The White House maintained Thursday that charitable work was the focus of a series of West Wing meetings between top Obama aides and a major investor in the solar energy firm Solyndra -- four of which occurred in the days before Solyndra won approval for a $535 million government loan.
"He was involved in a lot of charitable efforts and it's our understanding that while we haven't looked into every meeting and -- that he might have had here, that that was the focus of his conversations, generally speaking, at the White House," Press Secretary Jay Carney said in response to questions from ABC News Senior White House Correspondent Jake Tapper.
The series of meetings with Oklahoma billionaire and Obama fundraiser George Kaiser, documented in White House visitor logs, have spurred interest among the administration's Republican critics, who have asked whether politics played a role in the ill-fated energy loan. Solyndra, the California solar panel company that benefitted from the half-billion dollar government gamble, declared bankruptcy earlier this month.
Kaiser, one of the company's chief investors, was a major "bundler" for Obama's presidential campaign. In the weeks before Solyndra became the first recipient of a "green energy" loan, Kaiser visited the offices of such senior aides as Valerie Jarrett, Austan Goolsbee and Pete Rouse. He visited the White House a dozen more times after the loan was approved.
Kaiser is also the man behind the George Kaiser Family Foundation, a charitable organization dedicated to breaking the cycle of poverty through investments in early childhood education, community health, social services and civic enhancement.
Administration officials have told ABC News that they have no reason to doubt an earlier statement by Kaiser, in which he said he did not seek to use political influence to help Solyndra secure the Solyndra loan. They also noted that another major investor in Solyndra was an investment fund overseen by the Walton family of Wal-Mart fame, which tends to contribute to Republican causes.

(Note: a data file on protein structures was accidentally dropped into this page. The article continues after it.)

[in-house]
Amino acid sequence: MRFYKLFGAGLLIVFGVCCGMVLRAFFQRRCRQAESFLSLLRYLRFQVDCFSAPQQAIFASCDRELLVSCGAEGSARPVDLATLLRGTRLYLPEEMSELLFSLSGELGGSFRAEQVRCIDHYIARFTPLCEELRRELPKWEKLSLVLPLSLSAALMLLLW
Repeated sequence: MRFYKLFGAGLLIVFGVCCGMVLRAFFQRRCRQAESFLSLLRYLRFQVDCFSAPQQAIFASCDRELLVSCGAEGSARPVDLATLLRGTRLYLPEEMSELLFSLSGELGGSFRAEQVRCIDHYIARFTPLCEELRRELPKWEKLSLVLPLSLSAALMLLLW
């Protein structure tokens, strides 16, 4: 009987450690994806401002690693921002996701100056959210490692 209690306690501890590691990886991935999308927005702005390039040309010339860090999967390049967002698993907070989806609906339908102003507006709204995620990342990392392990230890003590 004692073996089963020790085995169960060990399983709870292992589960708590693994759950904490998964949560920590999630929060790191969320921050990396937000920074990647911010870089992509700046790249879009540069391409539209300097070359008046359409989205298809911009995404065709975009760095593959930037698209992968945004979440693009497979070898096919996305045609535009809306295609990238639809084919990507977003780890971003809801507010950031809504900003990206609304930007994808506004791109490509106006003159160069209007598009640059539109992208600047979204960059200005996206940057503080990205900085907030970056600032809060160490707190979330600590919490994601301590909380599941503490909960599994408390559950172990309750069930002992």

Earlier this week, the prospect the taxpayers may have lost more than $500 million on the loan became the focus of a contentious Congressional hearing. House investigators released a report that included excerpts from dozens of emails between budget analysts and the White House. Several appeared to show the White House was pushing for the analysts to complete their due diligence of the deal quickly, so they could coordinate an announcement from either Obama or Vice President Biden.
"We would prefer to have sufficient time to do our due diligence reviews and have the approval set the date for the announcement rather than the other way around," an Aug. 31, 2009, email from OMB to an aide to Biden said.
During the White House briefing Thursday, Tapper asked if it was "standard operating procedure for the White House to get so involved in a loan" being handled by the Department of Energy.
"Well, I have to correct you because there's no evidence that the White House was involved in the loan," Carney said. "The White House was involved in trying to find out when a decision would be made, so they could make -- staff here could make a decision about the vice president's having an event." Carney said the scheduling of White House events involving the president and vice president is a complex process that "engages a lot of people."